An Essay On Woman Mary Leapor Poems

Bestow my patience to compose the lives Of slighted virgins and neglected wives; To modish lovers I resign my truth, My cool reflection to unthinking youth; And some good-nature give (‘tis my desire) To surly husbands, as their needs require; And first discharge my funeral–and then To the small poets I bequeath my pen.

Chadwyck-Healey's `Literature online' site, the "Search texts" option (NOT the "Find" or "Browse authors", for some reason) is probably the best place to start looking for any poem by any author that you might be interested in - though not necessarily the best edition of it! Search the Oxford English Dictionary The Voice of the Shuttle: Restoration and Eighteenth-Century Literature The EServer’s Eighteenth-Century Cultural Studies Links Search or browse the Gentleman's Magazine The Voice of the Shuttle: Romantic Literature Wherever possible the secondary readings on the syllabus have been placed on two-hour loan on short-term loan at the Gerstein Library, King's College Circle.

If the reading is from an academic journal, you can also find these at Robarts and at good college libraries like Trinity and Victoria. Richard Greene just told me about James May's on-line bibliography of studies of women writers, readers, and publishers.

See also the C18-L home page -- it has links to selected readings (see below) and to the archives of the C18-L list.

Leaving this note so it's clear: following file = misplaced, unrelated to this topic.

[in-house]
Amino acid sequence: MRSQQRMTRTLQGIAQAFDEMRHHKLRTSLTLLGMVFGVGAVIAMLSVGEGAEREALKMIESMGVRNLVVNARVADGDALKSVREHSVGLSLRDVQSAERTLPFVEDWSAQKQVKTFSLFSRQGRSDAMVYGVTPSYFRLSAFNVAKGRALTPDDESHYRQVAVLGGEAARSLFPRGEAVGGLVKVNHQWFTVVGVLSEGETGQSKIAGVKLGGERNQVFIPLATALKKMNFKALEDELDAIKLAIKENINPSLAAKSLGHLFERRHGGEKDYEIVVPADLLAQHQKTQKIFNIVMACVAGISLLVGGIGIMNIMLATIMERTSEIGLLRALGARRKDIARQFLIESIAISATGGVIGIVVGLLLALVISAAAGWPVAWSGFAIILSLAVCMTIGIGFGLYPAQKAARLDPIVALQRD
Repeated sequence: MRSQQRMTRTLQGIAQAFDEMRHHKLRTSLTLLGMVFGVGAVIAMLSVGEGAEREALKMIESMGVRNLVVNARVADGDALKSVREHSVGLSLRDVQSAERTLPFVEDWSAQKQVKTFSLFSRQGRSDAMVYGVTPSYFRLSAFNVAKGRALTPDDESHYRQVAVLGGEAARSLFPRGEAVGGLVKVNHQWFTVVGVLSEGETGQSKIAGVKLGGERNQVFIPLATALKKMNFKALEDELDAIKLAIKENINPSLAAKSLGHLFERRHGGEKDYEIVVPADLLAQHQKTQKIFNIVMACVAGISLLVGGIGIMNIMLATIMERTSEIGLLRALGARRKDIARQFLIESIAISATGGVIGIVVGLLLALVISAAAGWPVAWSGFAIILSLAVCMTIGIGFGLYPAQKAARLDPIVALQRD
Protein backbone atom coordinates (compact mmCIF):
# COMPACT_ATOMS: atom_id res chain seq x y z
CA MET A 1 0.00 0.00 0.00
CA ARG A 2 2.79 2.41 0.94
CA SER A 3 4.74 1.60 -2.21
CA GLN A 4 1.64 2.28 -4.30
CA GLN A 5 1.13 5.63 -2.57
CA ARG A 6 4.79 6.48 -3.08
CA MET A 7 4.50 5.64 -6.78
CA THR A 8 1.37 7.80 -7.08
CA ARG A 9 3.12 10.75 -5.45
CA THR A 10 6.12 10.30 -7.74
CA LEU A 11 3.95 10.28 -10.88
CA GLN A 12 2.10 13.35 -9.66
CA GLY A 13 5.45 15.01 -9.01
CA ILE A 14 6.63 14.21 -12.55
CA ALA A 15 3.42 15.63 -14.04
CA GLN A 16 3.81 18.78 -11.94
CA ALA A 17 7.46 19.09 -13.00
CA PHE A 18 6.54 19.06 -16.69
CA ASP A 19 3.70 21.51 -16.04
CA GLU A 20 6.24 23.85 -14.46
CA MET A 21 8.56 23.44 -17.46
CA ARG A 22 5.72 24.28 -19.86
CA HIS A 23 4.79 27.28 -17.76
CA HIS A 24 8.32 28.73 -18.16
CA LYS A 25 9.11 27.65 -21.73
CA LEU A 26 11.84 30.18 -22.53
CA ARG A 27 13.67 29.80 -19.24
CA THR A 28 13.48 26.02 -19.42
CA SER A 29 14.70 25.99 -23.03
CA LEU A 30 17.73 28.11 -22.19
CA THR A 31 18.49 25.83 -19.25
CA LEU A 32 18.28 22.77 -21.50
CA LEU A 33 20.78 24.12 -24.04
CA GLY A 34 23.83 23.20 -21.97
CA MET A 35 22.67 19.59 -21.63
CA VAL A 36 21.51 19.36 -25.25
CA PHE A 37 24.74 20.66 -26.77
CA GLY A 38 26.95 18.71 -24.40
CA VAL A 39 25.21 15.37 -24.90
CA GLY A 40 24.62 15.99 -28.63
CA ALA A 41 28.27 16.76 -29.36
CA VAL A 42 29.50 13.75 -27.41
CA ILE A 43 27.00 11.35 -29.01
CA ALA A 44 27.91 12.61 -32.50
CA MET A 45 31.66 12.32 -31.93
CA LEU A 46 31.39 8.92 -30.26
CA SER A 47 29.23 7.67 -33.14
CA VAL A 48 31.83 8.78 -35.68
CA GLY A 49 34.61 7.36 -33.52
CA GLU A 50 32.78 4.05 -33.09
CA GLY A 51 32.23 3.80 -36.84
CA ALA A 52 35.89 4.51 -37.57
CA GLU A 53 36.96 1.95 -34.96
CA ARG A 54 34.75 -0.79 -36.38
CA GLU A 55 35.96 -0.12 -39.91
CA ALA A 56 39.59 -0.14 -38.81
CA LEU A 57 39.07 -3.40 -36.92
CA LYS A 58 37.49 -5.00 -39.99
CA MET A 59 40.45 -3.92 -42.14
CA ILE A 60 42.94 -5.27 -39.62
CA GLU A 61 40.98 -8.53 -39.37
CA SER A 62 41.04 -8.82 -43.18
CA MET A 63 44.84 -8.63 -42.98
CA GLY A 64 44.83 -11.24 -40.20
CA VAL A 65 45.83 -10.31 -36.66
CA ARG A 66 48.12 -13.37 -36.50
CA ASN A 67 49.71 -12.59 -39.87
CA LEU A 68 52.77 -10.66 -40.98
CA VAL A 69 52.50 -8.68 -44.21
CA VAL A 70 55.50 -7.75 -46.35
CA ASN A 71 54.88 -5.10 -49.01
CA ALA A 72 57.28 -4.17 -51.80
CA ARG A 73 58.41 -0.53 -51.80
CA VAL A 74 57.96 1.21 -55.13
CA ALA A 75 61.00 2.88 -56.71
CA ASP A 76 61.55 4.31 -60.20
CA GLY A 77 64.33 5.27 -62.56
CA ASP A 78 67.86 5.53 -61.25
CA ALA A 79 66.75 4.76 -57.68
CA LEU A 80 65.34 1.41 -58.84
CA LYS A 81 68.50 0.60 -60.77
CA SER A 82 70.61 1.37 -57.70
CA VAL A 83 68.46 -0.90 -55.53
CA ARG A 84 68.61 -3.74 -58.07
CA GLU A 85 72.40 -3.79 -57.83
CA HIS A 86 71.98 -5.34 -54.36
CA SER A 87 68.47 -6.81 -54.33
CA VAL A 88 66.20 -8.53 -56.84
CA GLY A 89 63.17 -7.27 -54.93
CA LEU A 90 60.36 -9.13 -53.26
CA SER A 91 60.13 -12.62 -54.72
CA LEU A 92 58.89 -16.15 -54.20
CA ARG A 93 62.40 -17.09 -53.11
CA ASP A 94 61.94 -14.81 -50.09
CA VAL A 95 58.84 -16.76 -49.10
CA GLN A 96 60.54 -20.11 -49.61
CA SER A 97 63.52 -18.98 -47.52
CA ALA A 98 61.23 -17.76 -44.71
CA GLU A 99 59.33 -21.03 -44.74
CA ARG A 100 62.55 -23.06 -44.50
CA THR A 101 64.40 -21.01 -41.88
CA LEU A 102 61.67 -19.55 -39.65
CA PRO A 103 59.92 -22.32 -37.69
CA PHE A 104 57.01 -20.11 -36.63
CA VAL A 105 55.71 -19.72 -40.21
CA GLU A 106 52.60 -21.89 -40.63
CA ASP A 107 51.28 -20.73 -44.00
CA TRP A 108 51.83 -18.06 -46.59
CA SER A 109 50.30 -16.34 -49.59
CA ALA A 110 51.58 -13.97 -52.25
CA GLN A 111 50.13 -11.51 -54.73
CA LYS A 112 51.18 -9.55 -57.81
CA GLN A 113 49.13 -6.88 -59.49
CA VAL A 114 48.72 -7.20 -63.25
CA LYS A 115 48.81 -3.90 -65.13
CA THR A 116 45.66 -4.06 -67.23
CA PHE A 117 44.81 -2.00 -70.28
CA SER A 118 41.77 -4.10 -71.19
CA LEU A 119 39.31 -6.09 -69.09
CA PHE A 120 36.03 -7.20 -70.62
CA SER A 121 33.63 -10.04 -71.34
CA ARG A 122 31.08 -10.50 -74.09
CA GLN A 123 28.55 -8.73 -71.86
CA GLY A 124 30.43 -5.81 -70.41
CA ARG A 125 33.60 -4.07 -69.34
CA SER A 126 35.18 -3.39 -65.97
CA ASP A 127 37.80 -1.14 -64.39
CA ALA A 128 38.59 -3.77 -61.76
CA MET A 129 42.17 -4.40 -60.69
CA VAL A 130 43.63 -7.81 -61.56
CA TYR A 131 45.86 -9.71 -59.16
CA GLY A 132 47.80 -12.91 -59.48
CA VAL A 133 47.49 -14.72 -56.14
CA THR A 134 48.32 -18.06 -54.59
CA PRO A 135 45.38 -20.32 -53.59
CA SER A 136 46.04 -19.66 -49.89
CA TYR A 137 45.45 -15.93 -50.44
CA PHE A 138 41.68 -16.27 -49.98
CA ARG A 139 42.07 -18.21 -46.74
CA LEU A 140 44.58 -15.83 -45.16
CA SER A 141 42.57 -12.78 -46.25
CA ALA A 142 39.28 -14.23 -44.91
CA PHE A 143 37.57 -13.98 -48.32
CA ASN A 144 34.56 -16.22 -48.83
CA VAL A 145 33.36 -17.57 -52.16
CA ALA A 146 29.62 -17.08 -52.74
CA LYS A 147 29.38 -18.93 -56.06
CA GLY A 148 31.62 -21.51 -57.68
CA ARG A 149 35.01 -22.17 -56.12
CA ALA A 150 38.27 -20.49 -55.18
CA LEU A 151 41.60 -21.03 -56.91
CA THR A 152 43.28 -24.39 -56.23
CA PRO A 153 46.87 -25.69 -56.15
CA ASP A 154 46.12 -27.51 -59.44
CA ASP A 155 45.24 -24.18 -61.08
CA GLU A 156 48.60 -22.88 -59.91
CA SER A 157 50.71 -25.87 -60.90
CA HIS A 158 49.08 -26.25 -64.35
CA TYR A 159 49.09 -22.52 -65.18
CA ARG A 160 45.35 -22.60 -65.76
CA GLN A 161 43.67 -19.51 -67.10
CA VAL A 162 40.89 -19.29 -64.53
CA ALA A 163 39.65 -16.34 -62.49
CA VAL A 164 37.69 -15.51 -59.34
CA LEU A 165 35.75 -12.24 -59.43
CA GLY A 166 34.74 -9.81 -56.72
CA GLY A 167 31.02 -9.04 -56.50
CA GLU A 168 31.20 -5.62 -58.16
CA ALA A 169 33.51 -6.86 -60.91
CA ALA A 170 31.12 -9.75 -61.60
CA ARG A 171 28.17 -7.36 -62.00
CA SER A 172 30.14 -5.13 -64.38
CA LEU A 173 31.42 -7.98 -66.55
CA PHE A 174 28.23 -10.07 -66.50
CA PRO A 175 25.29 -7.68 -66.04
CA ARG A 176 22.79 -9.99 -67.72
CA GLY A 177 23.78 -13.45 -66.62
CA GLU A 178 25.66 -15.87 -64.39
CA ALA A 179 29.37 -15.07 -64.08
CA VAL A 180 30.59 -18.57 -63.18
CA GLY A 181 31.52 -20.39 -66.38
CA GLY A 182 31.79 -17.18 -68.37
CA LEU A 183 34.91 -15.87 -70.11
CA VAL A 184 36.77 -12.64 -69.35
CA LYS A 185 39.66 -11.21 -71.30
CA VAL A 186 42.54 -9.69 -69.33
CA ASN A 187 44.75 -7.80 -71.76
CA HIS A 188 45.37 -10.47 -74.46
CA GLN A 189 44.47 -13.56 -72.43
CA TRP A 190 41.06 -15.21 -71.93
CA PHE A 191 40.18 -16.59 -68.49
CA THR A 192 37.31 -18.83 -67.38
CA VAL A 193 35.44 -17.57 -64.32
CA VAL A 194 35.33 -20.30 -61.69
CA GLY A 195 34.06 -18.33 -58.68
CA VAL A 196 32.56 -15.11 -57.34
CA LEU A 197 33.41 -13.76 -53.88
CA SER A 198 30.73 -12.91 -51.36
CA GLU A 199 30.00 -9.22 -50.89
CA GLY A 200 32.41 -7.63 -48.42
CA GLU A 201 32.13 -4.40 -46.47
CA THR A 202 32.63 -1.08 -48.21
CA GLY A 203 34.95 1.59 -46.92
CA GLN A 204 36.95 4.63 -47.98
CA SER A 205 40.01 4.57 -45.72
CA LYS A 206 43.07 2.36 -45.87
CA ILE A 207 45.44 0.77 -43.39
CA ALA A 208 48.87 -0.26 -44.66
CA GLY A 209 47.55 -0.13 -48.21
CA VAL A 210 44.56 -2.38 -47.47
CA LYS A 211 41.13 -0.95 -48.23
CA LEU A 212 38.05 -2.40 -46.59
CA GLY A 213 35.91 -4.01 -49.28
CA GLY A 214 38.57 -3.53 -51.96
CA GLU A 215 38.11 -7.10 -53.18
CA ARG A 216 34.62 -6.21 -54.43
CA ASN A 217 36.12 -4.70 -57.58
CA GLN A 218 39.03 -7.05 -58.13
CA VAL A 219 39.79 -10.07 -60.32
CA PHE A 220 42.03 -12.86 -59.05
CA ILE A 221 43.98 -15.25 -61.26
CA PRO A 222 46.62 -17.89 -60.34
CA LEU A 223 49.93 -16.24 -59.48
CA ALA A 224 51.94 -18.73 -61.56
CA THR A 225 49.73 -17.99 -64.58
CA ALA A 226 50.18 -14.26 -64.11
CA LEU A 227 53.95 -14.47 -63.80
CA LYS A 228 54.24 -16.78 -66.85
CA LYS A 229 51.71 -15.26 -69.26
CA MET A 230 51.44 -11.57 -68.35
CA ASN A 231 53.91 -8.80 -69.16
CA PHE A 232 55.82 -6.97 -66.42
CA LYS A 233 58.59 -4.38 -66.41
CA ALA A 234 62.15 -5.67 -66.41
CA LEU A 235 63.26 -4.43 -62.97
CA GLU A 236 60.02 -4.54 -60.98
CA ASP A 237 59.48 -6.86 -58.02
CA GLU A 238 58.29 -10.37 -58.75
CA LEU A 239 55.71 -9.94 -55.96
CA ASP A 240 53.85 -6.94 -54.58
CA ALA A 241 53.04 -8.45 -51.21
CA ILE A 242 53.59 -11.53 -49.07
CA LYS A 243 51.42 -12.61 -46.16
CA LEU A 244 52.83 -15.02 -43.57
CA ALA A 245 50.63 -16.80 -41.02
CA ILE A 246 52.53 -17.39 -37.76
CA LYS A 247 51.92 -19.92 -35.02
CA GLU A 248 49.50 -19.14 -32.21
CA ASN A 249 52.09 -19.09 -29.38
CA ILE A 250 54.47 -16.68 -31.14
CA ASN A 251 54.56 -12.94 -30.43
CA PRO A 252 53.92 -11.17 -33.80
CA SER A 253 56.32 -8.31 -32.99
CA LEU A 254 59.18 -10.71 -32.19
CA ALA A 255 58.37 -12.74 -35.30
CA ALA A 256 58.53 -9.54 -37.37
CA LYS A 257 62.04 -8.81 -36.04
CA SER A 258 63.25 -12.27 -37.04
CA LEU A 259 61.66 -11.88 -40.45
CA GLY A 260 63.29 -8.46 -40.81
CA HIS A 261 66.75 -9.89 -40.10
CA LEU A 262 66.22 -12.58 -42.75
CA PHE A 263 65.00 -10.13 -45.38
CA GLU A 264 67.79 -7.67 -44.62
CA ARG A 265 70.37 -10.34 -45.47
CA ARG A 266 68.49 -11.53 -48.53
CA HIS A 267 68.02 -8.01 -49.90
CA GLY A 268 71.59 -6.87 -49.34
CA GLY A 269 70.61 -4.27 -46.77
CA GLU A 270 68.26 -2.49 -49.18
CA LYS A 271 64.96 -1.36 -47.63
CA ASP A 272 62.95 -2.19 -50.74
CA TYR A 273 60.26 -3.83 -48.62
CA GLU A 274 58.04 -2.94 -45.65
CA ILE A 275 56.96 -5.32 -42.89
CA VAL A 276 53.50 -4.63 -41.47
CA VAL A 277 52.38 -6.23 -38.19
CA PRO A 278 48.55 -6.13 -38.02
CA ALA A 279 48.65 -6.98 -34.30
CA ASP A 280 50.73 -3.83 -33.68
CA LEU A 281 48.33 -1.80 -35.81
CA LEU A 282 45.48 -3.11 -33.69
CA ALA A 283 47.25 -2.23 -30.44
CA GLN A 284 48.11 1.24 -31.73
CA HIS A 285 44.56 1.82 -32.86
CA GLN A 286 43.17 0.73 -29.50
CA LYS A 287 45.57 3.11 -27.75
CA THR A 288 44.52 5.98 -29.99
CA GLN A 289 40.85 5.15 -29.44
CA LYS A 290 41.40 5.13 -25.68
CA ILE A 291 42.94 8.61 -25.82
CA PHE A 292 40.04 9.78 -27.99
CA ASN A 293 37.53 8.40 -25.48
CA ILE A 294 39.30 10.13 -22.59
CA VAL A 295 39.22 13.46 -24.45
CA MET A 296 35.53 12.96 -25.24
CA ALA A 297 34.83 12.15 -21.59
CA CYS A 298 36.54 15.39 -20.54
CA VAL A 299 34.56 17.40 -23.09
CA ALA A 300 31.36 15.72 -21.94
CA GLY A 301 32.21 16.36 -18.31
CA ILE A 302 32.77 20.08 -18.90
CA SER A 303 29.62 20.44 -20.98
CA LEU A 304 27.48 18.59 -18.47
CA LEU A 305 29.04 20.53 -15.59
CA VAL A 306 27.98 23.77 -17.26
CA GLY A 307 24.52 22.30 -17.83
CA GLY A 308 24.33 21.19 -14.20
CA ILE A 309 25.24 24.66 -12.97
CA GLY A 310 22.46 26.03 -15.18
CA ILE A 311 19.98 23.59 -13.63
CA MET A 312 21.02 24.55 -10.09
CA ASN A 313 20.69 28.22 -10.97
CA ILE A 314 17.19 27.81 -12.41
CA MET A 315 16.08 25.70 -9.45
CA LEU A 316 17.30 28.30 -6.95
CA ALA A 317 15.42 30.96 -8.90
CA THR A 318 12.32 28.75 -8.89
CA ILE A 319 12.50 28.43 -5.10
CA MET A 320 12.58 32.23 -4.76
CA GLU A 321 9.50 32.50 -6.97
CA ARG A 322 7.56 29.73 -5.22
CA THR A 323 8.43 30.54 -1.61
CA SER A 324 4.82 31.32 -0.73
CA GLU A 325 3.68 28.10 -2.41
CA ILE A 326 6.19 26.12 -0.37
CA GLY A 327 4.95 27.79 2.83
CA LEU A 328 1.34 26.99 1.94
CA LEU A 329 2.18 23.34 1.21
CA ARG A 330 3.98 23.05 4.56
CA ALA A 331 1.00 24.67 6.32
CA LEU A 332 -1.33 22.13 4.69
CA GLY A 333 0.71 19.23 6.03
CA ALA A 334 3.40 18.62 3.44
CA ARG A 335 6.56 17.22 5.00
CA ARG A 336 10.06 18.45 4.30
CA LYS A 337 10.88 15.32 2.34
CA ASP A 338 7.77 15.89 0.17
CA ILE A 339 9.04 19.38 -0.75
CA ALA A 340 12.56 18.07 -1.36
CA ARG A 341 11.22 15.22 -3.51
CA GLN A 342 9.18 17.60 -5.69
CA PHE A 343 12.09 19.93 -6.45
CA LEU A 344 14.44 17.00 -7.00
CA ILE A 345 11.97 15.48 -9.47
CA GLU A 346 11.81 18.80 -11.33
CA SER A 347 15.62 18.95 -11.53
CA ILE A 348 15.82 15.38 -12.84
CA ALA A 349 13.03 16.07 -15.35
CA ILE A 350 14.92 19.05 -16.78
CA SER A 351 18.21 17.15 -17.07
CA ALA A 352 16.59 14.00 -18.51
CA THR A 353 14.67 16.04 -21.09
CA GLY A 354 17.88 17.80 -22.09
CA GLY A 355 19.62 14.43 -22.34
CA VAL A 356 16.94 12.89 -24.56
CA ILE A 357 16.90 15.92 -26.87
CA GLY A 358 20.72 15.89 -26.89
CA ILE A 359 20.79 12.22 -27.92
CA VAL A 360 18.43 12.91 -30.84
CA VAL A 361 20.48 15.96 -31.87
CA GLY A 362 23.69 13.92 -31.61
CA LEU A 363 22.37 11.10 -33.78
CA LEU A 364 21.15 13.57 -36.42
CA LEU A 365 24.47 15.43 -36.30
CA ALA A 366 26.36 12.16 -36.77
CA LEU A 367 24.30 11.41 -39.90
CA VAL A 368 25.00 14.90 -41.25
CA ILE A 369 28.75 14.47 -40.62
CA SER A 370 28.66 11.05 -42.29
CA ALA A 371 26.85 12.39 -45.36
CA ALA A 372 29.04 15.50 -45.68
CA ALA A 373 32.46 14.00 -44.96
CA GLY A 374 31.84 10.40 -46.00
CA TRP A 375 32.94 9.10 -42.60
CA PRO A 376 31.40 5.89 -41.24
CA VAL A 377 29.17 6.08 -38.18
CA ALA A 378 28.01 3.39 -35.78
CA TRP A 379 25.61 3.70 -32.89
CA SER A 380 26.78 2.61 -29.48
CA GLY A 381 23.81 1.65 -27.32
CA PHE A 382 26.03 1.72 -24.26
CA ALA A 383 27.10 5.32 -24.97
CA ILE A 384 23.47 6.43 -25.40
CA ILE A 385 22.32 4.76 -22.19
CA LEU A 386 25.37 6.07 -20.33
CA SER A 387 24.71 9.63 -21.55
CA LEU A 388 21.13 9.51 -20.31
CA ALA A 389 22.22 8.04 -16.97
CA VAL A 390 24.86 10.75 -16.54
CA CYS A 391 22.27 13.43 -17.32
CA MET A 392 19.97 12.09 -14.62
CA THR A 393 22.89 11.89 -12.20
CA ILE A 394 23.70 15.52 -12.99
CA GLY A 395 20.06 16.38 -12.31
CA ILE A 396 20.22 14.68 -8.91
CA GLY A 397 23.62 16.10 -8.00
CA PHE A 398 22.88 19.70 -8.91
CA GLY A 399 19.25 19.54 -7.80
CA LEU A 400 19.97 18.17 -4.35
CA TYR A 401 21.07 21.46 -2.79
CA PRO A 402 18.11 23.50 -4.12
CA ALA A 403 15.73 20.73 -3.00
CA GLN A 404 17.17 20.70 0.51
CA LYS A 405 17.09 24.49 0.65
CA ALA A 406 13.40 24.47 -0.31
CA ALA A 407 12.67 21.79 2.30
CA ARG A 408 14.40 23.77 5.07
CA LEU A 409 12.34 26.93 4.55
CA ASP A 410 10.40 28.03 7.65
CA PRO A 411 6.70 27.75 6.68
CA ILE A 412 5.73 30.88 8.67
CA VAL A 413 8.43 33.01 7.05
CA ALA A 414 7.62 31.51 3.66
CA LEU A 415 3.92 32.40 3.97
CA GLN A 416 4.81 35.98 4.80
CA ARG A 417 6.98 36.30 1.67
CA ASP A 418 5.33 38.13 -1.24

Check out British theatre: some information about women playwrights of the period.

The course will be arranged thematically: topics will include contemporary representations of women and women authors, the education of women, women and the classical tradition, publication and patronage, the role of male mentors like Richardson and Johnson, selected genres (e.g., the verse epistle, the Ovidian/heroic epistle, the ode, the georgic, the country house poem) and subjects (e.g., women, poetry, nature, slavery, politics), and, especially in second term, the intersection of gender issues with those of social class and race.

Four short (10-15 minute/1000 words) seminar reports (40%), one in-class test on February 28th (20%), one major essay due April 10 (25%), 250-word proposal and annotated bibliography for major essay due February 21 (5%), informed participation in class and on line (10%).